Stephen Hawking has caused quite a stir after calling heaven a myth.
According to Hawking, a theoretical physicist whose body is paralyzed by motor neurone disease, there is no heaven, and our brain is like a computer that will stop working when its components fail. He told the Guardian, “There is no heaven or afterlife for broken-down computers; that is a fairy story for people afraid of the dark.”
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In his book Grand Design, Hawking caused a revolt when he said that the Big Bang created the world and dismissed the idea of God. In light of numerous studies, which suggest that our emotions and thoughts are underpinned by neuroscience, his beliefs make sense, but that’s not to say there’s no room for further speculation.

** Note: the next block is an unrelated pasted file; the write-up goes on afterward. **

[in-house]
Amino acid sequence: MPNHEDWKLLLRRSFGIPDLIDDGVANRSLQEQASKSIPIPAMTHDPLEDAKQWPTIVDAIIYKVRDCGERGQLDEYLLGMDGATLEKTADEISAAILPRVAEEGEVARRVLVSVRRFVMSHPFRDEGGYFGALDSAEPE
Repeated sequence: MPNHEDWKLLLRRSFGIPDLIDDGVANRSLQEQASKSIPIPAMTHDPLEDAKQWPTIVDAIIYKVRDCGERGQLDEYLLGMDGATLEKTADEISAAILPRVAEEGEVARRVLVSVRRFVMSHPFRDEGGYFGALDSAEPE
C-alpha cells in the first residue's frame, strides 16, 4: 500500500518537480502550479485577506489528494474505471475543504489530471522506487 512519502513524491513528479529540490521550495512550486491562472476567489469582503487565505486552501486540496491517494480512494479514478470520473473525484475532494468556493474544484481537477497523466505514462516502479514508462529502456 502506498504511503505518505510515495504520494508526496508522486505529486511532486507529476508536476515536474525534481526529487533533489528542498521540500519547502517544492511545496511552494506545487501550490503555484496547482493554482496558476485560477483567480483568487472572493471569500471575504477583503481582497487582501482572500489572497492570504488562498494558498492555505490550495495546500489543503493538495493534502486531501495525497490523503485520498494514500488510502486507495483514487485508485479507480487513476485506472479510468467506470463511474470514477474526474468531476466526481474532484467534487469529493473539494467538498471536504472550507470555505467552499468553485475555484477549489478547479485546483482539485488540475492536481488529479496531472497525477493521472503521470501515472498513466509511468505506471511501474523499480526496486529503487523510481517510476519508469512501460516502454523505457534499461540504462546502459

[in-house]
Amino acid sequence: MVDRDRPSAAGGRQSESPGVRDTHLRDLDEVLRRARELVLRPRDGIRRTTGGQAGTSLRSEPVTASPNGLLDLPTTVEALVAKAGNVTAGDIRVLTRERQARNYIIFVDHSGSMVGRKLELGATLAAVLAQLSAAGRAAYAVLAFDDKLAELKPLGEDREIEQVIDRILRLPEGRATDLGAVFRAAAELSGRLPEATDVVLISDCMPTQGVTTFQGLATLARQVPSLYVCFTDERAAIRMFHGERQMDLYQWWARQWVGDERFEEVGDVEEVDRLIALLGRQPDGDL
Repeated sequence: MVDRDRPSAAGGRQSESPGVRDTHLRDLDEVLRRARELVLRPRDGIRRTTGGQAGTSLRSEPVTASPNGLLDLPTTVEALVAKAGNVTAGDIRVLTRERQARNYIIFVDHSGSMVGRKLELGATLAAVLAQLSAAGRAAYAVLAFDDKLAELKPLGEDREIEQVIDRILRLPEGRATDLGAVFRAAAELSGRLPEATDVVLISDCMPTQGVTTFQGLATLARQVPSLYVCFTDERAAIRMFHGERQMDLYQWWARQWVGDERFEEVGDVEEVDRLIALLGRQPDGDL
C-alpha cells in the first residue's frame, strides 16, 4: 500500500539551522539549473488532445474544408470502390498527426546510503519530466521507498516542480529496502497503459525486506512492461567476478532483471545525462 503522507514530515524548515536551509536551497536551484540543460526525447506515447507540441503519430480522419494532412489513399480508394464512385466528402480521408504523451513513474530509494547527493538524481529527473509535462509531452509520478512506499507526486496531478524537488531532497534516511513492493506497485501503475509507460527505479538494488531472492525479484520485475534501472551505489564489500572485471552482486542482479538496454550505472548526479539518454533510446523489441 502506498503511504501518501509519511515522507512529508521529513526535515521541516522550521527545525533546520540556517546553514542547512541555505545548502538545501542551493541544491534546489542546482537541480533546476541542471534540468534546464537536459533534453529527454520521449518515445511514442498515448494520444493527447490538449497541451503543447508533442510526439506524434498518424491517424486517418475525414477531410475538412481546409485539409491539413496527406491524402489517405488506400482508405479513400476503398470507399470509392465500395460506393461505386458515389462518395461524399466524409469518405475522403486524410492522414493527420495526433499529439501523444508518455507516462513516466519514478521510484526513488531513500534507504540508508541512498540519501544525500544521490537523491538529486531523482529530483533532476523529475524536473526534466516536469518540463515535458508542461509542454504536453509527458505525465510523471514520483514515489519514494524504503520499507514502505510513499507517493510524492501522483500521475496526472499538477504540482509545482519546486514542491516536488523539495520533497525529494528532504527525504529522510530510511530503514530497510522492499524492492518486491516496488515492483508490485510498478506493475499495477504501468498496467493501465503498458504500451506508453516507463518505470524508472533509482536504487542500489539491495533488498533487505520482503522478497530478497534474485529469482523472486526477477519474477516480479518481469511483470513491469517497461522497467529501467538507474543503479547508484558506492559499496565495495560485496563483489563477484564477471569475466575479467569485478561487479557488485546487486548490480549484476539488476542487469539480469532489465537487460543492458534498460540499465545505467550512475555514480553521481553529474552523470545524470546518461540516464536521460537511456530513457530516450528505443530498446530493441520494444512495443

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Hawking won the Royal Society’s most prestigious prize for scientific achievement, the same medal given to Charles Darwin, Benjamin Franklin, Albert Einstein and Captain James Cook. His theories are certainly not taken for granted.
But questions remain unexplained. Hawking said that science predicts that different kinds of universe are created “spontaneously,” and he might have a point. But philosophers would argue that his theory not only undermines religion but also free will, the notion that we are responsible for our actions.
The riddles of our existence still remained unlocked; even Hawking admits that there might not be a final theory to discover all. But we can guess he’ll keep trying. “I’m in no hurry to die. I have so much I want to do first,” he said.
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